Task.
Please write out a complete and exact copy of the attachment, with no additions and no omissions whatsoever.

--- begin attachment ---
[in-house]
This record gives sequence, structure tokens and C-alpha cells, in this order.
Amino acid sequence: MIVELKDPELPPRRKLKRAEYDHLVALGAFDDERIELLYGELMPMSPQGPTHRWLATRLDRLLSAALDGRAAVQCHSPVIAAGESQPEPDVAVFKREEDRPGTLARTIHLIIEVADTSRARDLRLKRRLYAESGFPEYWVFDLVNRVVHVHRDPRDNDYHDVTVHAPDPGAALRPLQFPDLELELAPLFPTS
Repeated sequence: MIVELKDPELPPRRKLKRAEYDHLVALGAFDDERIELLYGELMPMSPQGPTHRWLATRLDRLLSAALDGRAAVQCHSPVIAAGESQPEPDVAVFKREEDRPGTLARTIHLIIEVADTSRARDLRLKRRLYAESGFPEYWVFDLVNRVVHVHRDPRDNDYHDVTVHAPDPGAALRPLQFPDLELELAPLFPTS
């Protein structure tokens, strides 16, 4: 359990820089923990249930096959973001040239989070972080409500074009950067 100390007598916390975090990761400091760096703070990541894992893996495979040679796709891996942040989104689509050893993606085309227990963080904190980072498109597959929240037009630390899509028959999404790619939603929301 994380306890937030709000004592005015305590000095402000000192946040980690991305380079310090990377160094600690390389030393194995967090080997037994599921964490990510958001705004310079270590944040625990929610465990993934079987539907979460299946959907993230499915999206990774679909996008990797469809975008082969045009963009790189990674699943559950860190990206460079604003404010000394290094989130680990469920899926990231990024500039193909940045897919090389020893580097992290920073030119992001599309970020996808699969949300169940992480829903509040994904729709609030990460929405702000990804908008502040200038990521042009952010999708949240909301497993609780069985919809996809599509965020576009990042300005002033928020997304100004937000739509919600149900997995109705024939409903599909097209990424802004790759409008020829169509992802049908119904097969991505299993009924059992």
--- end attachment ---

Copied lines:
[in-house]
This record gives sequence, structure tokens and C-alpha cells, in this order.
Amino acid sequence: MIVELKDPELPPRRKLKRAEYDHLVALGAFDDERIELLYGELMPMSPQGPTHRWLATRLDRLLSAALDGRAAVQCHSPVIAAGESQPEPDVAVFKREEDRPGTLARTIHLIIEVADTSRARDLRLKRRLYAESGFPEYWVFDLVNRVVHVHRDPRDNDYHDVTVHAPDPGAALRPLQFPDLELELAPLFPTS
Repeated sequence: MIVELKDPELPPRRKLKRAEYDHLVALGAFDDERIELLYGELMPMSPQGPTHRWLATRLDRLLSAALDGRAAVQCHSPVIAAGESQPEPDVAVFKREEDRPGTLARTIHLIIEVADTSRARDLRLKRRLYAESGFPEYWVFDLVNRVVHVHRDPRDNDYHDVTVHAPDPGAALRPLQFPDLELELAPLFPTS
């Protein structure tokens, strides 16, 4: 359990820089923990249930096959973001040239989070972080409500074009950067 100390007598916390975090990761400091760096703070990541894992893996495979040679796709891996942040989104689509050893993606085309227990963080904190980072498109597959929240037009630390899509028959999404790619939603929301 994380306890937030709000004592005015305590000095402000000192946040980690991305380079310090990377160094600690390389030393194995967090080997037994599921964490990510958001705004310079270590944040625990929610465990993934079987539907979460299946959907993230499915999206990774679909996008990797469809975008082969045009963009790189990674699943559950860190990206460079604003404010000394290094989130680990469920899926990231990024500039193909940045897919090389020893580097992290920073030119992001599309970020996808699969949300169940992480829903509040994904729709609030990460929405702000990804908008502040200038990521042009952010999708949240909301497993609780069985919809996809599509965020576009990042300005002033928020997304100004937000739509919600149900997995109705024939409903599909097209990424802004790759409008020829169509992802049908119904097969991505299993009924059992």